Cian Slevin has been giving a harrowing account of being caught up in the terrorist bombing that killed 22 people at an Ariana Grande concert in Manchester on Monday night.
Offaly man Cian Slevin has been speaking about his experience with his young sister Finadh at the Ariana Grande concert that was the centre of a terrorist bombing on Monday night. Speaking to Midlands 103, Cian described standing in the lobby of the MEN Arena when the explosion rocked the popular concert venue.
Cian Slevin, the son of Ken and Brenda Slevin from Edenderry, had treated his younger sister to Ariana Grande tickets after realising he would be away in America working for her birthday. He said he "felt bad" so tried and failed to get tickets for her Dublin show last weekend before securing tickets for Manchester.
Cian said everything had gone seamlessly on the way over from the airport to collecting the tickets, and described the concert as a "great show," adding that he had never seen so many people so happy. "It was just little kids with bunny ears and Ariana t-shirts," Cian said.
The 22-year-old continued to tell Will Faulkner that the concert ended around 10:30pm and he began walking toward the exit. "I told Finadh not to let go of my hand because their was 20,000 people there," he said. As the pair made their way through the lobby of the MEN Arena, Cian describes hearing the explosion.
"I initially thought it was one of the balloons released at the end of the performance popping, but soon I realised it was an explosion and people started screaming and running towards me shouting, get out, get out, get out."
The brave brother said his first and only thought at that point was "getting Finadh out" as panic ensued inside the venue. "People were screaming, crying and there was even people getting trampled in front of me," Cian explained.
Trying to protect his sister from the horrifying incident, Cian told the 9-year-old that a light had blown and that "people had just got a bit of a fright." Cian and Finadh made their way out onto the street and Cian said he saw a sign for a Travel Lodge, and immediately decided to go there to make sure his sister was safe.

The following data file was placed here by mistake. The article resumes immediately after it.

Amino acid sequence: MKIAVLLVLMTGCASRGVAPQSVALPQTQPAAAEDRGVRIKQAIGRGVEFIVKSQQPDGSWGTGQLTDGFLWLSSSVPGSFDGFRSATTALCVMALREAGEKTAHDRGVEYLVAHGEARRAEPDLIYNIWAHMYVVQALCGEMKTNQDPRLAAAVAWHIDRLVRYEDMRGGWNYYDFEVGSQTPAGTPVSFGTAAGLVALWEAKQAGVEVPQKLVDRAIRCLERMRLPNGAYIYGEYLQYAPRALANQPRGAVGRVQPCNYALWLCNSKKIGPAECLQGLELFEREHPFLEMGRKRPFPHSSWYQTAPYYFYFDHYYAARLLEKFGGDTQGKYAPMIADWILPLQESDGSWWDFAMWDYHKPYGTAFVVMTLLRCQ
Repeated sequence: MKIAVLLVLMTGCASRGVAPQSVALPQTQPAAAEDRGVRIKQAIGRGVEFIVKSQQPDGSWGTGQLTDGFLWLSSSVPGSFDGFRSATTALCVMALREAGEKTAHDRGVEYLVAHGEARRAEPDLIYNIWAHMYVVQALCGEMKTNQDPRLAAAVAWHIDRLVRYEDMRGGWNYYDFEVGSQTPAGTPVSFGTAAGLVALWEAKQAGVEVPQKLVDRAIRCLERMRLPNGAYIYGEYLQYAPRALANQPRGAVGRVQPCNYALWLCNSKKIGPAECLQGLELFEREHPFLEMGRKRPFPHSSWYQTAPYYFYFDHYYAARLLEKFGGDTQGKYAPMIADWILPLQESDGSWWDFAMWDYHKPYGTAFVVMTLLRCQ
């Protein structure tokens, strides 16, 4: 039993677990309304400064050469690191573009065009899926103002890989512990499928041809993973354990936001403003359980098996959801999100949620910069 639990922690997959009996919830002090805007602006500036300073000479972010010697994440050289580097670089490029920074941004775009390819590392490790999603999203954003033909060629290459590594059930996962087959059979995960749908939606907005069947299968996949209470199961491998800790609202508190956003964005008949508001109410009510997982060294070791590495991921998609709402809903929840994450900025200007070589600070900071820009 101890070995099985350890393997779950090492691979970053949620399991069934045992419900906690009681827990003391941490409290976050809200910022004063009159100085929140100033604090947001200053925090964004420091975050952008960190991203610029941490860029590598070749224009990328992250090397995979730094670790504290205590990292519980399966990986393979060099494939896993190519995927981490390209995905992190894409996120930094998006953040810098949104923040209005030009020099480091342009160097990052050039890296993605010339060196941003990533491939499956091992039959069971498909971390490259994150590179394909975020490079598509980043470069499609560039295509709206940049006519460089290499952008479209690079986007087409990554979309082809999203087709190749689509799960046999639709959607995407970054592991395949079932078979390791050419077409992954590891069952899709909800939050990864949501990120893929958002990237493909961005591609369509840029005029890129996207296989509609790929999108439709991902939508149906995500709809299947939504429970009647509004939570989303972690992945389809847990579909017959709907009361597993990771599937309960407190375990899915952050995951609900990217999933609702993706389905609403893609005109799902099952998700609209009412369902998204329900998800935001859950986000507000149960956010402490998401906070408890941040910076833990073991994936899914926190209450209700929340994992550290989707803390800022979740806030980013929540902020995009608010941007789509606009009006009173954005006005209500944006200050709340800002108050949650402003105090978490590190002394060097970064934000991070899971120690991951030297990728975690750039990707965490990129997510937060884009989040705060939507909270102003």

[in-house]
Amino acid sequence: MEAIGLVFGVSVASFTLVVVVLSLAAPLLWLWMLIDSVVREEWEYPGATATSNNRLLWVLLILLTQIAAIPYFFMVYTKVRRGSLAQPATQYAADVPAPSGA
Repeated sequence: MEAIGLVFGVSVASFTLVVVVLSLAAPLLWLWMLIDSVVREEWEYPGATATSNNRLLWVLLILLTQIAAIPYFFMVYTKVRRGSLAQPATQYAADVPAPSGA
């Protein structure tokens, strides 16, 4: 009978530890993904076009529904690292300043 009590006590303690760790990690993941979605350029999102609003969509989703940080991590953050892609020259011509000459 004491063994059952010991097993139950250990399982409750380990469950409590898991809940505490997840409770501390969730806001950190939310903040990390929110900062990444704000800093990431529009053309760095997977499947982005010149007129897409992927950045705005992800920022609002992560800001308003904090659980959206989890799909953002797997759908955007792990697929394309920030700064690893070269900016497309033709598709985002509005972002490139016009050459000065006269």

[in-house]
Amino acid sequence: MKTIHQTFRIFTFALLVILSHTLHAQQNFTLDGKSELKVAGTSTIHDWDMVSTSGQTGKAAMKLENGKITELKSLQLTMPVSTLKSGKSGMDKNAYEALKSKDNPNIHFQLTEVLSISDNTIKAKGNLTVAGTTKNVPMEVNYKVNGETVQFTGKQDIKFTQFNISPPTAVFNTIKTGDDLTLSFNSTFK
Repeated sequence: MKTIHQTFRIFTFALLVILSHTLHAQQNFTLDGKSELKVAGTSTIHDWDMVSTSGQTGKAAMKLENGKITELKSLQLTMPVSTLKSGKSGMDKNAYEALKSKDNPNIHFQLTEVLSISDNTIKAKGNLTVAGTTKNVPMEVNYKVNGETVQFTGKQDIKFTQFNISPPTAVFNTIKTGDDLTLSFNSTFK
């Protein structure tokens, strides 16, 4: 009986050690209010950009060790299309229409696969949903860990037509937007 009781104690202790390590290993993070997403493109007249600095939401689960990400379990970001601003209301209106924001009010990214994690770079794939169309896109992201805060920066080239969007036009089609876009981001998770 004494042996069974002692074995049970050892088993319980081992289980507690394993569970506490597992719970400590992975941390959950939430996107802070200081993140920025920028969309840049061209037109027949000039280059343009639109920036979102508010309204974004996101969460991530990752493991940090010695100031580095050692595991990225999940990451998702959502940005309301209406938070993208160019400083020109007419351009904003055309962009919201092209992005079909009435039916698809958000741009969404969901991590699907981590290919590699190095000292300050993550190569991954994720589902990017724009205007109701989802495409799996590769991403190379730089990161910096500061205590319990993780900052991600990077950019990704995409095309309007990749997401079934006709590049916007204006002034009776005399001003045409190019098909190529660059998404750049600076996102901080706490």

"A lot of people ended up there and people were in pieces, trying to find people and taking in the chaos." "Even though I was just two minutes away from the arena, I still didn't know what had actually happened," he added.
Meanwhile, at home in Edenderry, Cian and Finadh's mother Brenda had received a text saying the concert had ended and that they were making their way out of the venue. "In the text, Cian also told his mother that there'd been some sort of explosion but not to worry."
It was at that point the family lost contact when Cian lost phone and internet coverage in the Travel Lodge as Brenda and husband Ken followed the developing story on Sky News. "We couldn't get through to them after that text but we knew they were out," Brenda said. "We managed to get through to the hotel they were checked into in Manchester but all they could tell us was that they hadn't arrived back there yet."
Brenda said news was slow to filter through and that it was only described on the news as an "incident" for a long time. She described her panic at not knowing if there had been more explosions or if they had "walked into something."
It was two and a half hours later before Cian and Finadh managed to get a taxi back to their hotel and make contact with their worried parents. Ken and Brenda flew to Manchester to be with their children on Tuesday and Brenda said, "We are just so very lucky that they weren't injured or killed."
Brenda went on to say that she hasn't broached the subject of terrorism or the bombing with her young daughter, saying that she will "speak to her when they get home." She also thanked the community of Edenderry for their support and the kindness of people in Manchester when they arrived, including the Garden Hotel refusing to take money from them for checking in when they arrived to be with Cian and Finadh.
The family arrived home late on Wednesday evening after a week of real upheaval and upset in their lives. You can listen to Cian and Brenda's interview on local radio by clicking here.
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